I meant to go through the commentary and other material this time, but didn’t get to it, so I remain stupid to all the symbolism. Doesn’t change that I love this movie, one of my favorite films of the 90’s.
Plot follows the aftermath of Juliette Binoche’s car accident that kills her husband and kid… her initial reaction (attempted suicide), denial (withdrawing from all human contact) and acceptance (returning to music and her ex-lover). The camera work is sooo beautiful – cinematographer later did Veronique and Gattaca, but not White or Red. That along with the sound design (sudden symphonic bursts as the picture fades out and in mid-scene) are what blow me away, but Katy got me paying more attention to character details as well (K. doesn’t buy most of Juliette’s behavior).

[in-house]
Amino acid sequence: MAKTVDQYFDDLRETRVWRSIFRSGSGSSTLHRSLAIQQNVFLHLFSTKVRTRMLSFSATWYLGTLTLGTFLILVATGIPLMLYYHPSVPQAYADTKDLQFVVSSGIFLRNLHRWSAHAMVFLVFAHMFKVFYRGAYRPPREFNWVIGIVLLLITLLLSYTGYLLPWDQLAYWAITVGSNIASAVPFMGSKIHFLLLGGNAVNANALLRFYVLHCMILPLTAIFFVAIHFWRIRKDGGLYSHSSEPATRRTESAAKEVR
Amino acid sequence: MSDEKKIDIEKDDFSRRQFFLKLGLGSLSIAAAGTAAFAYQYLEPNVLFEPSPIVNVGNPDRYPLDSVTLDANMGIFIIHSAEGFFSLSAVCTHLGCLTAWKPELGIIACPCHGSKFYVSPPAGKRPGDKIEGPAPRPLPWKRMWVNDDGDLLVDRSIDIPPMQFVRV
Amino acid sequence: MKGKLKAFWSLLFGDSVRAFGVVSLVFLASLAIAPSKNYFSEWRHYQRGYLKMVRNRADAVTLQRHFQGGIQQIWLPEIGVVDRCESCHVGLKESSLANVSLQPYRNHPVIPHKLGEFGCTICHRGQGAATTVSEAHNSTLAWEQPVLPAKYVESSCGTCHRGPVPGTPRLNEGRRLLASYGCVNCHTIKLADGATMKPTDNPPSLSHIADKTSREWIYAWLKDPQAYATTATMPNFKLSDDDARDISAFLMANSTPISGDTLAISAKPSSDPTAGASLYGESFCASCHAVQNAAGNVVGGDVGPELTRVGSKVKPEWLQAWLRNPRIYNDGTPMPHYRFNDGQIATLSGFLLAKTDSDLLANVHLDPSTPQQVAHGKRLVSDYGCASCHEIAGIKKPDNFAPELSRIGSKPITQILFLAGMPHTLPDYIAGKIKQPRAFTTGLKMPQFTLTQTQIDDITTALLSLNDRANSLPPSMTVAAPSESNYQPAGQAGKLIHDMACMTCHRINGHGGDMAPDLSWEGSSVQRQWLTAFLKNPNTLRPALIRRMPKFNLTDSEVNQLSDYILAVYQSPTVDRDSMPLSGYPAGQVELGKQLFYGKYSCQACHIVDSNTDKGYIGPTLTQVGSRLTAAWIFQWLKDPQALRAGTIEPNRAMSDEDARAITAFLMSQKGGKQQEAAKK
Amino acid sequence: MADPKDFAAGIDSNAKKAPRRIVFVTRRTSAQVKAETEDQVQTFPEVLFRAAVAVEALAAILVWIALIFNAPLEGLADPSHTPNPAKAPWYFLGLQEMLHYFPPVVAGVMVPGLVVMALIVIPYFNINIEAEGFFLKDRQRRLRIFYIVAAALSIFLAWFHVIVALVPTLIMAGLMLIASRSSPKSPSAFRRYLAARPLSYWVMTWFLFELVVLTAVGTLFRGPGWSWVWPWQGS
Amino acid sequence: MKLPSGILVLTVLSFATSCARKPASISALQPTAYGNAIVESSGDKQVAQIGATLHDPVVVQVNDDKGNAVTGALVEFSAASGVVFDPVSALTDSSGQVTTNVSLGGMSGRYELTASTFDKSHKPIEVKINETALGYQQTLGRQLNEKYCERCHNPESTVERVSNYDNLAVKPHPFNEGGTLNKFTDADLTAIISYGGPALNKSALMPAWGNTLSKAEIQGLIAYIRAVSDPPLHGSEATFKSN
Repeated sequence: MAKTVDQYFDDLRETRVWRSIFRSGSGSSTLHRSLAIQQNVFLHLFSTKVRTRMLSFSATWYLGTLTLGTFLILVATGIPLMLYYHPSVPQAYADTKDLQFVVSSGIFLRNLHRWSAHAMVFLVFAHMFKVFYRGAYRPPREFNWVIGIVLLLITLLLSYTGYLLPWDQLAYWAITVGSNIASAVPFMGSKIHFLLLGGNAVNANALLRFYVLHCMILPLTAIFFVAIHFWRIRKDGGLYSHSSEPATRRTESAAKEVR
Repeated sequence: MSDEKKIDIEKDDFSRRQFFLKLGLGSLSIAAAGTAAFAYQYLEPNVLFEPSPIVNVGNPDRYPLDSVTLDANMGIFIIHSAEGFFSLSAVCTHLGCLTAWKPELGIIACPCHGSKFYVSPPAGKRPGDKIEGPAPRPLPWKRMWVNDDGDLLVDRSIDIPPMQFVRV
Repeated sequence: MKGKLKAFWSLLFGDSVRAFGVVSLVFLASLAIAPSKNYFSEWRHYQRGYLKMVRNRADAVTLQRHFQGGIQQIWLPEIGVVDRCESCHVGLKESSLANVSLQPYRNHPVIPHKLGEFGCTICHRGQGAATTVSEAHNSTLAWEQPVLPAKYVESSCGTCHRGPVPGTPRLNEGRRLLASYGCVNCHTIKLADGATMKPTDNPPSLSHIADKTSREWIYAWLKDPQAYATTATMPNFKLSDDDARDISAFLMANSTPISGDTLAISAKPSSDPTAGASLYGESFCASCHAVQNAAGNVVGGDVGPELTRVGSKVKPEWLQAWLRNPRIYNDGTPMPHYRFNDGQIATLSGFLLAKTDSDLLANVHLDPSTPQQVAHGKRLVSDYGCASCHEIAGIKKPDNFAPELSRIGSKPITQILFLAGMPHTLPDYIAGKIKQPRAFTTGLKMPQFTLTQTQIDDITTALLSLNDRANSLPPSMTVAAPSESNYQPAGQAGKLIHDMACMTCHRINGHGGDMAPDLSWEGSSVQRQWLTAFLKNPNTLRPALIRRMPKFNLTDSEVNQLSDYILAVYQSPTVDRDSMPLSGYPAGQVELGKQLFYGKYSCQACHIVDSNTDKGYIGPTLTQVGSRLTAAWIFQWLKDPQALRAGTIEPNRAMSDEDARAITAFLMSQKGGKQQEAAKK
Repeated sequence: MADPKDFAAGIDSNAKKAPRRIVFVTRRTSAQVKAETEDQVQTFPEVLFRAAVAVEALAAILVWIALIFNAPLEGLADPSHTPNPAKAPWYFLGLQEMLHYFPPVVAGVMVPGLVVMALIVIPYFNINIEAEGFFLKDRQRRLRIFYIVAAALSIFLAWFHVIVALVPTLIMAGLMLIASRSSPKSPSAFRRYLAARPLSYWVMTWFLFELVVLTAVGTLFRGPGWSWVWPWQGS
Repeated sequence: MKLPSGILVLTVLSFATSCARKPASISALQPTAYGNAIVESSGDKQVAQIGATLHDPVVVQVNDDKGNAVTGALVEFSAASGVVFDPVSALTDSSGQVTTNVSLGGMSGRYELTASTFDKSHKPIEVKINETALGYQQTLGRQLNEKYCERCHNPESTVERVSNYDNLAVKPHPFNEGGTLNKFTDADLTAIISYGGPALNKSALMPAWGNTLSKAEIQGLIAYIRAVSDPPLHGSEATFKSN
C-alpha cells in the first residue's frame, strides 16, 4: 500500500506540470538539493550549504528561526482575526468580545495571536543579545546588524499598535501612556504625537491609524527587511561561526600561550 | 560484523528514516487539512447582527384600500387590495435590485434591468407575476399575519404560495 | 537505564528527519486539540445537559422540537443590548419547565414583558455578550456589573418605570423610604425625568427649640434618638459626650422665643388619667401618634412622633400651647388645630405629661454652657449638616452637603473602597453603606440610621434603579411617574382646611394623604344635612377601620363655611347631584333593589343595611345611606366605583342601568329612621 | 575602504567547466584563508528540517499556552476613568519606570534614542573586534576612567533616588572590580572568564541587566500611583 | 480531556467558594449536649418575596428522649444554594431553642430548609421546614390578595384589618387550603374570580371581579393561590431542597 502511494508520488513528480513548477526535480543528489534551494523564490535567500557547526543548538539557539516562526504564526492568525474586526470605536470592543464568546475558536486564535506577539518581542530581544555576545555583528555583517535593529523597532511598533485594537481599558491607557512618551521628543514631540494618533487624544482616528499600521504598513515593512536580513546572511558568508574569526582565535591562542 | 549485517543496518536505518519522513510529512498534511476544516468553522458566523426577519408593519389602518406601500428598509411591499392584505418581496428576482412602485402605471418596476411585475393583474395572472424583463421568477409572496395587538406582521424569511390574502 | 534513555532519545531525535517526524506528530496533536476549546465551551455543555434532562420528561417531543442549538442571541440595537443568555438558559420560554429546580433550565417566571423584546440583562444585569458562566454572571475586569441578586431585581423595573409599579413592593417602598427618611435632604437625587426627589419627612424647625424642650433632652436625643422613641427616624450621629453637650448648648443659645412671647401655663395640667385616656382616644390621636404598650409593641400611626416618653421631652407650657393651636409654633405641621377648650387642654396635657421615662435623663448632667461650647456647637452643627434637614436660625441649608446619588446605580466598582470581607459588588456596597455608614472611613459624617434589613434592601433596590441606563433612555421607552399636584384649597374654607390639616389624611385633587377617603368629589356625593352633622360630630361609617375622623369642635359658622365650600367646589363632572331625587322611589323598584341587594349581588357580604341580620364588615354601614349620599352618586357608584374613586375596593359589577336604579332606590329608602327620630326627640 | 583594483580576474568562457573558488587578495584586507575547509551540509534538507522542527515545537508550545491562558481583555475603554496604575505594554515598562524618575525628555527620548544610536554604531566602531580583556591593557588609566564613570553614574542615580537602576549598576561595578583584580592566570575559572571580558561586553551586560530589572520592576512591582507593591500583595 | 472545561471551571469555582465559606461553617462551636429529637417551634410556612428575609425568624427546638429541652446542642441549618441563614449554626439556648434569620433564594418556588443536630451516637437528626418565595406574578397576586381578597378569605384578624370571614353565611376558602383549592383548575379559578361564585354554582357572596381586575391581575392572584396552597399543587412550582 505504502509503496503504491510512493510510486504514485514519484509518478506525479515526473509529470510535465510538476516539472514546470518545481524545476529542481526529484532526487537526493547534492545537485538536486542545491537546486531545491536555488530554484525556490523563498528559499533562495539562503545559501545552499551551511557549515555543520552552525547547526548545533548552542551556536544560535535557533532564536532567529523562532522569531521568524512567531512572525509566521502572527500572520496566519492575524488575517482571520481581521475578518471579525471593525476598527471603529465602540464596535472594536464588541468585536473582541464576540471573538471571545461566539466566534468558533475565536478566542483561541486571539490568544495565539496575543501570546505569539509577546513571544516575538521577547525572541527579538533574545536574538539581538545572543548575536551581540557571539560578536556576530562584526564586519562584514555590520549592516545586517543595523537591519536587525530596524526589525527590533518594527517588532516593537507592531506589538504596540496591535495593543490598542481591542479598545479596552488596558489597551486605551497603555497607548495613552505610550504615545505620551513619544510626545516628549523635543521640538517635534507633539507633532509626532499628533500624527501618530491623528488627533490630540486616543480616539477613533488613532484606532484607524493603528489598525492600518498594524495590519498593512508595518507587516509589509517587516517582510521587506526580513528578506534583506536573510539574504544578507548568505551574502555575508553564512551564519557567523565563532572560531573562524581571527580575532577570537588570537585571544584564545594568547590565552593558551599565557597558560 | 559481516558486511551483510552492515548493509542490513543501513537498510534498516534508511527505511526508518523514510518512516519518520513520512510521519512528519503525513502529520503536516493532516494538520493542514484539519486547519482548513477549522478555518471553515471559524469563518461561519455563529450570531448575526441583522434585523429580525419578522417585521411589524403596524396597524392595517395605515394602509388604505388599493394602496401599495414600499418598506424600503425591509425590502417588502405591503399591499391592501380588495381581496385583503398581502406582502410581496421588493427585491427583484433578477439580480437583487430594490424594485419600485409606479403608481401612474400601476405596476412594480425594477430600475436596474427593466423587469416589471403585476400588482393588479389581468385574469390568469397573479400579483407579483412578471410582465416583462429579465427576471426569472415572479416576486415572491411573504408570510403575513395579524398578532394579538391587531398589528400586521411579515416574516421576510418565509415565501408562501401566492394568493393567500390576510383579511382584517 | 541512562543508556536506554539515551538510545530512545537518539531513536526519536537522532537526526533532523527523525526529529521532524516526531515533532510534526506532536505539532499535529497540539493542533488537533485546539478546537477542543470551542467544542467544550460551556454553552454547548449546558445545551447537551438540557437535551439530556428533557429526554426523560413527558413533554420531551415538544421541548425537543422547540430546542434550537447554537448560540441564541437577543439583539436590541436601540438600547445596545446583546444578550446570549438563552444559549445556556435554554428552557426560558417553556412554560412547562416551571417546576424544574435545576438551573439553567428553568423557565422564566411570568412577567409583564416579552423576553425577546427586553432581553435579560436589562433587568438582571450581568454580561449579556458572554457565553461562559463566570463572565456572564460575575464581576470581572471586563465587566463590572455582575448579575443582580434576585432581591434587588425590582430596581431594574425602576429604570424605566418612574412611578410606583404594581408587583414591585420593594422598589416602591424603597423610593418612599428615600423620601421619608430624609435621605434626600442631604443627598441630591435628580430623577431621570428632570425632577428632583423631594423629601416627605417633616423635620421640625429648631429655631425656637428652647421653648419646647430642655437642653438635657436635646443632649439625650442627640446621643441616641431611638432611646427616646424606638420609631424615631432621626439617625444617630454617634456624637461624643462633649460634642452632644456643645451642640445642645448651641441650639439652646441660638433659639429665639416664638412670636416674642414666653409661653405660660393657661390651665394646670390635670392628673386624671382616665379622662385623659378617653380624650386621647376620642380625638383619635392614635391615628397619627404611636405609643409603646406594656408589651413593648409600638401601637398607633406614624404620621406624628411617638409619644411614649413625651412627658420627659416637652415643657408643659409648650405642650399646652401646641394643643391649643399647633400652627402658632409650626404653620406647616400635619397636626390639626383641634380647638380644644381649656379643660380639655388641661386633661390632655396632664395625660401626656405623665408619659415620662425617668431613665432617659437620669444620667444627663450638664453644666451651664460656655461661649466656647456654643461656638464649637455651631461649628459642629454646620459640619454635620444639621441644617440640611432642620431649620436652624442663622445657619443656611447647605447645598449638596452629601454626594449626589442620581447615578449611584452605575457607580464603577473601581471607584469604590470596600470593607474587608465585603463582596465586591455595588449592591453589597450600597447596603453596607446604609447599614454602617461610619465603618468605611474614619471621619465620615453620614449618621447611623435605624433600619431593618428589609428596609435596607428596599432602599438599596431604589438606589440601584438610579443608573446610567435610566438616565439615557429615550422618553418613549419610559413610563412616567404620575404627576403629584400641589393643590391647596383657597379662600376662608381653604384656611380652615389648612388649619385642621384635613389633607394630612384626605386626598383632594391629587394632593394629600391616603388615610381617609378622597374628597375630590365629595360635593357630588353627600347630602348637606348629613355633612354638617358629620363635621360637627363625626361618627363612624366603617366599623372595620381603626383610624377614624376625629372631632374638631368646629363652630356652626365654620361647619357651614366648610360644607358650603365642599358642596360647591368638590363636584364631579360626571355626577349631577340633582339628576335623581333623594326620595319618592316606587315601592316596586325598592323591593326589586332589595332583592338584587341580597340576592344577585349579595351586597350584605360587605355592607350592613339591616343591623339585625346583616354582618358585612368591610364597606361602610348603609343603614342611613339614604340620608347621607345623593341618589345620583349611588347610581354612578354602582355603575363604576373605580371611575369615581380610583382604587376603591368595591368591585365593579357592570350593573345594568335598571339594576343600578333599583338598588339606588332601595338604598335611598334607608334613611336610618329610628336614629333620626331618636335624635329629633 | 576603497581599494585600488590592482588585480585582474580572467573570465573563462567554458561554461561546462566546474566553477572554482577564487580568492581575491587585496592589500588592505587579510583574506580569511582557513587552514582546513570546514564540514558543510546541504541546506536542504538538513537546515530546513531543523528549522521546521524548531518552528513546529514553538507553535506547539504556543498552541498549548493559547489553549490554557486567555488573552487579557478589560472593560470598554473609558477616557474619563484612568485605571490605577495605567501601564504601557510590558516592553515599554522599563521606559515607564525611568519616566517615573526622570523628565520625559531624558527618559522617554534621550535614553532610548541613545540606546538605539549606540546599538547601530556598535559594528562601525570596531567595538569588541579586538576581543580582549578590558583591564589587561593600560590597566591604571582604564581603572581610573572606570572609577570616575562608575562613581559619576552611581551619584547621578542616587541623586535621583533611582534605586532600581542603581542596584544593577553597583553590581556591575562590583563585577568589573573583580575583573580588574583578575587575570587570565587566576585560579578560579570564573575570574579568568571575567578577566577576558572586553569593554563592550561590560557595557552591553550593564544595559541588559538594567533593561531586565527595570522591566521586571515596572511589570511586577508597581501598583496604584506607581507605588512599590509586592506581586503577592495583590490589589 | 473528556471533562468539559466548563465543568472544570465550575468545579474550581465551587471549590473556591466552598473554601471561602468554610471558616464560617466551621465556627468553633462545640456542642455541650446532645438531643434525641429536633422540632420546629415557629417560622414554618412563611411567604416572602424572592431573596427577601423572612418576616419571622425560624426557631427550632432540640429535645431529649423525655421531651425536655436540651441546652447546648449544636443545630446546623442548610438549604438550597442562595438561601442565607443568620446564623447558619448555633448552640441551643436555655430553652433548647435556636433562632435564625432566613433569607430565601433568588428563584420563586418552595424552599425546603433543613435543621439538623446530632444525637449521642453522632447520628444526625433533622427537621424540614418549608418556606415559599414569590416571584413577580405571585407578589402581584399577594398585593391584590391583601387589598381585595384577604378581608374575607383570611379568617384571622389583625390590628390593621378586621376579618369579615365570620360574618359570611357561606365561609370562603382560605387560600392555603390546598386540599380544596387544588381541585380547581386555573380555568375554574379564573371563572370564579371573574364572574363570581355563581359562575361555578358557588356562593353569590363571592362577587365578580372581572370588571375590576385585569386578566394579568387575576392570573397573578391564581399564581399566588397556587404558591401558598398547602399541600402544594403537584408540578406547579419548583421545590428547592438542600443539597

Juliette is currently starring in Hou’s Flight of the Red Balloon. Her on-again lover Olivier (whose attempts to finish the husband’s millennial composition AND cluing in Juliette to the husband’s affair help return her to civilization) plays the dangerous and mysterious “Thomas” in Rivette’s Gang of Four. Lucille, the friendly stripper neighbor who lends Juliette her cat in the apartments, has been in at least two Eric Rohmer films. And Sandrine, the husband’s mistress whom Juliette invites to move in with her at the end, has been in nothing else I recognize.
Kieslowski on the color significance: the principle behind the trilogy is “how the three words liberty [Blue], equality [White] and fraternity [Red] function today â€“ on a very human, intimate and personal plane and not a philosophical let alone a political or social one”.
The movie took a bunch of awards, including the Venice Golden Lion, but lost the French CÃ©sar to Alain Resnais’s Smoking / No Smoking. Katy’s not the only one who didn’t love it, though. Vincent Canby’s NYT review calls it dead, absurd, pretentious euro-art.
Derek Jarman’s Blue also came out in 1993. I’m sure the two are not very similar.